Pollution in the food chain or in processing can disrupt the most efficient of operations - whether this is 'pollution' by bacteria, via a virus (foot and mouth/bird flu), chemical (dioxin contamination) or radiation from a nuclear accident following an earthquake as most recently occurred in Japan. These crises may have domestic, European or global repercussions for production, customers and supply chains.
Different levels of control apply to the safety of food and feed depending on the type of pollution or contamination. Food Business Operators must have appropriate internal controls in place as set out under the General Food Regulation 178/2002, and they must comply with food and feed hygiene and quality regulations throughout the various stages of production and supply. Domestic UK incidents may result in an Emergency Control Order and EU/global measures may require the suspension of the marketing or use of the feed or food in question, or such use and marketing may be subject to special conditions or another appropriate interim measure. Specific EU emergency measures must be proportionate and weigh up the requirements of the so-called Precautionary Principle.
The earthquake in Japan in March 2011 and the subsequent accident at the Fukushima Daiichi nuclear power plant resulted in EU controls on imports of food and feed from certain regions of Japan, where production could be affected by radiation. This has resulted in special import measures being imposed, as set out in Regulation 297/2011, which are reviewed every month.
Only 0.1% of food imports received by the UK come from Japan. Currently, there is no evidence of risk for the EU consumer by increased radiation levels in food and feed products imported from Japan.
The German dioxin contamination incident that occurred in January 2011 caused a much greater impact on supply chains. However, the efficient action by the German authorities resulted in the EU concluding there was no risk of potentially contaminated food or feed being placed on the EU market or being distributed to third countries after the incident was notified. In the UK, this incident resulted in the voluntary removal by some retailers of the small number of products still in date that may have been processed with potentially contaminated egg, despite the UK Food Standards Agency concluding that the potential in these cases was not significant enough to breach the food safety requirements. Therefore, consumer confidence as well as regulatory standards should be considered as a possible benchmark for a voluntary withdrawal of food or feed in a supply chain.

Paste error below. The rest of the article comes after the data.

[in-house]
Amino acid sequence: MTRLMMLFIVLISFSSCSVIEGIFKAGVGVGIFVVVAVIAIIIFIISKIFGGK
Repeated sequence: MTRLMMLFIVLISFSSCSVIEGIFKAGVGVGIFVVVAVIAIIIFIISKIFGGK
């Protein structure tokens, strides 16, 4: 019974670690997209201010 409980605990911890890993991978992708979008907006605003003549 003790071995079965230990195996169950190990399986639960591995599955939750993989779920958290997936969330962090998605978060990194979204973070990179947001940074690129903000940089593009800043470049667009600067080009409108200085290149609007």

Management of a Food Contamination Risk
Companies should consider the following precautionary and planning measures:
- Maintain a detailed and up-to-date crisis management plan, listing key decision makers, experts and responsibilities. This should be regularly reviewed/tested and any recommendations implemented.
- The crisis management plan should be linked to a business continuity plan. Are there alternative supply locations for key ingredients? Alternative production facilities?
- Check product recall insurance policies and terms.
- Check contractual terms of supply and distribution agreements.
- Health and safety legislation obliges employers to provide a safe as reasonably practicable environment for staff and visitors; suitable risk assessments for employees and other persons affected by the work activities should be carried out.
- Keep abreast of new developments - legal, scientific and medical that may affect your products.